On Tuesday the 19th of February 2019, Chromodynamics CEO Wouter Vijvers (left) signed an agreement to co-develop the Visible Spectroscopy Reference System (VSRS) for the international tokamak fusion reactor ITER.
Chromodynamics will be part of a consortium of companies and institutions, coordinated by the Netherlands Organisation for applied scientific research TNO, that will jointly develop the system. The consortium is completed by Active Space Technologies (AST) and the Dutch Institute For Fundamental Energy Research (DIFFER). At the signing ceremony, ITER was represented by Director-General Bernard Bigot (third from the left), TNO by Director of Space & Scientific Instrumentation Kees Buijsrogge (second), and Active Space by co-founder Ricardo Patricio (right). During the signing ceremony, Head of the Diagnostics Division Dr. Michael Walsh stressed the importance of the instrument, noting that “the VSRS may well become the very first instrument of ITER to see light emitted by the plasma”. The Director-General expressed his satisfaction with the team that was formed to develop this critical instrument for ITER.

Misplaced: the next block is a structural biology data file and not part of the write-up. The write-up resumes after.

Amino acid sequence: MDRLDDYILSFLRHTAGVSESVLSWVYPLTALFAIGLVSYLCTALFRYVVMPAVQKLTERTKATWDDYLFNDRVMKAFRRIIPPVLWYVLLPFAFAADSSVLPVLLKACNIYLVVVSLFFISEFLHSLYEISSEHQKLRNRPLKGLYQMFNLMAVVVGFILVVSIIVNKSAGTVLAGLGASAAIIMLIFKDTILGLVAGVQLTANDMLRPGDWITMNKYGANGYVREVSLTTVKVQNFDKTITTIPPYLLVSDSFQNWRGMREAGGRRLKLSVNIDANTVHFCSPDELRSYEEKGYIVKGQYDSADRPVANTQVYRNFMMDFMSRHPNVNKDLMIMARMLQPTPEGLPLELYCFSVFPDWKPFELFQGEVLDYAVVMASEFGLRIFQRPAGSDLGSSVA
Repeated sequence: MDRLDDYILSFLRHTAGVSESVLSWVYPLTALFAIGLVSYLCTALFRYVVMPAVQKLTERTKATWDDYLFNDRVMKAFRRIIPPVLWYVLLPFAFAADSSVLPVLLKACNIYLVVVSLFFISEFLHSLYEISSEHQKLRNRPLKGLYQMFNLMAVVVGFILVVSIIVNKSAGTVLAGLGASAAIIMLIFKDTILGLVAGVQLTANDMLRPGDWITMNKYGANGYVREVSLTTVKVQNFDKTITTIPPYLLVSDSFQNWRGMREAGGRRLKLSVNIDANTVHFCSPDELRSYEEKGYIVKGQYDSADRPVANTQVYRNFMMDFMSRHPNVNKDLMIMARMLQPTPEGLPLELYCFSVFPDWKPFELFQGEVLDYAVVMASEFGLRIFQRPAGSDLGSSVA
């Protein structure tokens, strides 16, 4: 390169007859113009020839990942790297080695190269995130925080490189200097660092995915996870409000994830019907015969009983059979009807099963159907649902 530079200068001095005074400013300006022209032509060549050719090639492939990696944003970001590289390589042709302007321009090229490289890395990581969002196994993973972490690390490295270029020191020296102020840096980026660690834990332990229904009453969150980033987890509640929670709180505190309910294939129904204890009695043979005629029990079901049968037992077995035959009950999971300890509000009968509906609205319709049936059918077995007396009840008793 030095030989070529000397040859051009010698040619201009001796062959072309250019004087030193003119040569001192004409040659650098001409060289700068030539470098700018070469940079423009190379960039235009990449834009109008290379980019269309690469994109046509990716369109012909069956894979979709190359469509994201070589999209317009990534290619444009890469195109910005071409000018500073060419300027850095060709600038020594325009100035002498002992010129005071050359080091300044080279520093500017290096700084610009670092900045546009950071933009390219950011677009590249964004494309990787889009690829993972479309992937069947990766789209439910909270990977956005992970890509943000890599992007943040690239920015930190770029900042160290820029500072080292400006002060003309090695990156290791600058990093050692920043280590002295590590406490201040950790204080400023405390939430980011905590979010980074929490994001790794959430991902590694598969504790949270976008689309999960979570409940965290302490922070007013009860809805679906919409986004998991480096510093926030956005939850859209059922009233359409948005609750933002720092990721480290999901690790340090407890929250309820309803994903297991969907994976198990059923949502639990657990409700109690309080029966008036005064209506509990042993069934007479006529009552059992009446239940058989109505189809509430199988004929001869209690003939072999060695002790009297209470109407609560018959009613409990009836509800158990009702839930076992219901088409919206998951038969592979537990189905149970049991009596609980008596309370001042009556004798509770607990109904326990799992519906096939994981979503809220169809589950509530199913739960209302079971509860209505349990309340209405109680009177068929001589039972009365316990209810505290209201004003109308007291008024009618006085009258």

The VSRS will monitor the purity of the hot fusion plasma by analysing the visible light emitted by the magnetically confined plasma. This is important both for scientific purposes, as well as for basic machine control. In particular, it will serve as an early warning system for the heating power injected into the machine not being fully absorbed by the plasma. If the plasma becomes too transparent, the high-power heating beams risk damaging the reactor wall opposite to their point-of-entry. The cooperation agreement that was signed lays out the first phase of the multi-year development program that runs to the point of a Final Design Review. This FDR is to be followed by manufacturing and commissioning phases. The VSRS is intended to be ready for the first ITER plasma in December 2025.
For more information, click here to see the ITER Newsline.